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The Politics of Inclusion

If one reads the newspapers in Europe these days, it’s easy to imagine a world going unbalanced. Political chaos in Britain; the shock of Trump’s rise to political prominence in the US; the continued slaughter in Syria; the failed coup in Turkey; honor killings of women in the Middle East and South Asia; young girls kidnapped in the hundreds by a sinister cultish organization in Nigeria with hate and abhorrence of non-religious learning as its primary motivation; China flexing its military muscle in the South China Sea…the list goes on. The underlying cause of each of these symptoms is one and the same, the quest for economic power. In itself harmless, economic power, the accumulation of wealth, is such a basic human instinct that it was unquestioned long before Adam Smith came along to make it intellectually respectable.

What we should question, however, is the tendency of modern societies to equate development with wealth, and economic poverty with under-development. There will be conflict in the world as long as wealth accumulation is equated with development. No one wants to be under-developed, so development currently means increased exploitation of the world’s resources. Ultimately, it is the scramble for the world’s resources that fuels all the conflicts and emigrations we observe today. Interestingly, many of those people, mostly politically right-wing, who rage against immigrants these days invoke a past society free of injustice and racially pure. They forget, or are unaware that, for a species that genetically differs from a chimpanzee by only 1.3% of its genes, talk of racial purity is an absurd notion, absurd to the point of imbecility.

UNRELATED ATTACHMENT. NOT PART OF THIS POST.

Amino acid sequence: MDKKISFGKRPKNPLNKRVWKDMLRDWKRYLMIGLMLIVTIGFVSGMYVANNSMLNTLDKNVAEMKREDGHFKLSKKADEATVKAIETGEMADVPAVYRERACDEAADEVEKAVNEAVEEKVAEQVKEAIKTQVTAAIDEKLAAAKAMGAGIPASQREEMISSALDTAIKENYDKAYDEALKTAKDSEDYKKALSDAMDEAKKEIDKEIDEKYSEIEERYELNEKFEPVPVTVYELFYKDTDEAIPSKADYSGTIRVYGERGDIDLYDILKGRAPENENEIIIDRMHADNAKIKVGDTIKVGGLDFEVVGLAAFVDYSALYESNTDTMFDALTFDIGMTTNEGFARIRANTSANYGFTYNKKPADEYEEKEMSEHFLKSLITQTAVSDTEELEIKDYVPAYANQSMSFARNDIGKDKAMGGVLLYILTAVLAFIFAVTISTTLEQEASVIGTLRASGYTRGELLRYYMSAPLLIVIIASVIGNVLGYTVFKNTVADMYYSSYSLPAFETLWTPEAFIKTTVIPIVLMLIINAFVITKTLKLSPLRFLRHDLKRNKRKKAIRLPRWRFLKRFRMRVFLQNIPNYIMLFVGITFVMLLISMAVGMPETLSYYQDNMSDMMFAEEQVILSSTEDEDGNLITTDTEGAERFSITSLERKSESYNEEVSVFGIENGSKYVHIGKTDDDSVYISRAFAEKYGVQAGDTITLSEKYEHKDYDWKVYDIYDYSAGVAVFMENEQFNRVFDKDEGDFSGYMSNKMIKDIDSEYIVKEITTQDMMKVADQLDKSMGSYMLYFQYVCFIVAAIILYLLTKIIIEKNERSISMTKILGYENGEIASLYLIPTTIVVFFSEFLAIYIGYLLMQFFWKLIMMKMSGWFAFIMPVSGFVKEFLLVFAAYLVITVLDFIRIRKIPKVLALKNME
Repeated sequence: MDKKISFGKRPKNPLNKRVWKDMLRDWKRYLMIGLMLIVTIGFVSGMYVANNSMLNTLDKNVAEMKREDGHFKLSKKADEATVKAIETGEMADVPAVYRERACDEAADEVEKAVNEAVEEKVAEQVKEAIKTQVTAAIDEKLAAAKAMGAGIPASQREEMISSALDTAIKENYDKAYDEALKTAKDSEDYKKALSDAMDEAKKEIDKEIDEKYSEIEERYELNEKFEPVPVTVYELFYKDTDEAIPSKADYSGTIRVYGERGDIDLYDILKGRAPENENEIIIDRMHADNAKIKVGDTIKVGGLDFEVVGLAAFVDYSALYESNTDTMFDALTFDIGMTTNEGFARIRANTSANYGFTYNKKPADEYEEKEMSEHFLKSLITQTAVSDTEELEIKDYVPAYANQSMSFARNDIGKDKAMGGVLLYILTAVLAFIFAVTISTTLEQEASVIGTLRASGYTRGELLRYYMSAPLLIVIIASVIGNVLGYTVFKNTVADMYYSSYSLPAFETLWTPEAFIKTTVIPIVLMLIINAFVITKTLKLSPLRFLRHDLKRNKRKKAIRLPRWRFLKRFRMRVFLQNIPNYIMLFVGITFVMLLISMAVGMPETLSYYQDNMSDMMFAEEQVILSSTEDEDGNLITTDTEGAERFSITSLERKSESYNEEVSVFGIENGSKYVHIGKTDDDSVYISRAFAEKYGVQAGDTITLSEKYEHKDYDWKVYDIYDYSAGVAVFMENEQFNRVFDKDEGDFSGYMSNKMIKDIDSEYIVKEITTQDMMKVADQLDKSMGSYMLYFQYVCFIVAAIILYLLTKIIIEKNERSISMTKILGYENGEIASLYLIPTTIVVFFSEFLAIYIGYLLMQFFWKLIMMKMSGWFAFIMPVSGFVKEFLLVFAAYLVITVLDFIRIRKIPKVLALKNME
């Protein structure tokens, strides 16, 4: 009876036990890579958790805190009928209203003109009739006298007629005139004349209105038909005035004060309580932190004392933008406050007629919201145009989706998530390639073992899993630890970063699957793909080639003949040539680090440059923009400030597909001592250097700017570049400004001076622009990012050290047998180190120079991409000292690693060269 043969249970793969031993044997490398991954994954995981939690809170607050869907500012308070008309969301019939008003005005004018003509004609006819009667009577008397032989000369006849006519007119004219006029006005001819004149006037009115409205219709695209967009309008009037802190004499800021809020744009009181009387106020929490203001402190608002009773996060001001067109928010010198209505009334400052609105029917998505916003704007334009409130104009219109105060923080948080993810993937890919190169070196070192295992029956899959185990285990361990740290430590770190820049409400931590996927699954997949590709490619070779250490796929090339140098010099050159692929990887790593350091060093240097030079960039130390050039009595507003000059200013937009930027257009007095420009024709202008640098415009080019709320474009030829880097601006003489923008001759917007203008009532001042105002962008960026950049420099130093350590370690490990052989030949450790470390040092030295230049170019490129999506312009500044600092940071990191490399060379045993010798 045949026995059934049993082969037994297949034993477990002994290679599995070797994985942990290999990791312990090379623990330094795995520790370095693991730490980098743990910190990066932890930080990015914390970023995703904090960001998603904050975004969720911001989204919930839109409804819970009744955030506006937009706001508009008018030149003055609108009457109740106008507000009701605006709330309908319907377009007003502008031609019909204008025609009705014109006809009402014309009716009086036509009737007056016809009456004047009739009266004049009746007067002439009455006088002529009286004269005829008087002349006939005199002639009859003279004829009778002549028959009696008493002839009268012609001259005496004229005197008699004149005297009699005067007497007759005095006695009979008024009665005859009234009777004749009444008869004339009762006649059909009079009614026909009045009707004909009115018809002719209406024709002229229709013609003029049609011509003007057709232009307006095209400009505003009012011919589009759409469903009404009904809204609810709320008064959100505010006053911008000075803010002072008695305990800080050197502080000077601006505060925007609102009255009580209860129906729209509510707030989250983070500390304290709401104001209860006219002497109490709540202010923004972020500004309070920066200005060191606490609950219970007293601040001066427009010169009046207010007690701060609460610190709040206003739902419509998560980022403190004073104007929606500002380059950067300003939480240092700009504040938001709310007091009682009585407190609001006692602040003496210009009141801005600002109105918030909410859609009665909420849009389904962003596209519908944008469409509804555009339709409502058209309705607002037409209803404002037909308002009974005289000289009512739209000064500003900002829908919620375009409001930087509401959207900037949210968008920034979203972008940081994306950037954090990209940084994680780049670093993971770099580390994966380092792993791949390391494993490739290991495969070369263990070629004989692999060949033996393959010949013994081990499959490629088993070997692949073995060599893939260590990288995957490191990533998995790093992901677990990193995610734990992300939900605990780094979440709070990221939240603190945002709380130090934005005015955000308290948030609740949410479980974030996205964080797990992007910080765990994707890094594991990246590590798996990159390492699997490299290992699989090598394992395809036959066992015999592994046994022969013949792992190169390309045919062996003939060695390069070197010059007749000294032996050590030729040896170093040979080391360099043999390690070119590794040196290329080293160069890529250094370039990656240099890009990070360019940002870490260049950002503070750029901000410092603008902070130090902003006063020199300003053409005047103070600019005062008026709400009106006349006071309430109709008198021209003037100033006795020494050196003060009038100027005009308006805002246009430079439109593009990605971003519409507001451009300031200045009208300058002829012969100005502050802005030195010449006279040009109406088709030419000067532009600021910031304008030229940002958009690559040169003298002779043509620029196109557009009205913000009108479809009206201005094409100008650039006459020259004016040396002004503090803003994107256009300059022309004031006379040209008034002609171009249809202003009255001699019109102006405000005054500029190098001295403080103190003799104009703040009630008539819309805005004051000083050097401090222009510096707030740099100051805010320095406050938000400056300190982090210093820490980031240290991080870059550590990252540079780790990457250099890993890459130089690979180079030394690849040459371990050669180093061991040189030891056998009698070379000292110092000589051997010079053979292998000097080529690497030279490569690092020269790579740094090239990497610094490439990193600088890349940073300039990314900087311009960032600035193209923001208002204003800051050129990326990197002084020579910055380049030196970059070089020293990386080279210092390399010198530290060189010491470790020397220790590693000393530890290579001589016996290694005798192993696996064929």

The politics of inclusion that most people yearn for, but don’t know how to create, actually begins with us. The process of inclusion begins with us, one person at a time. Perhaps that is why the process is so daunting, since we have to change ourselves first, before we begin to find the politics of inclusion that the majority of the world seems to be longing for. Check out this link to hear what geneticist David Suzuki has to say about modern economic thought

For more by this author, see his Amazon page here.

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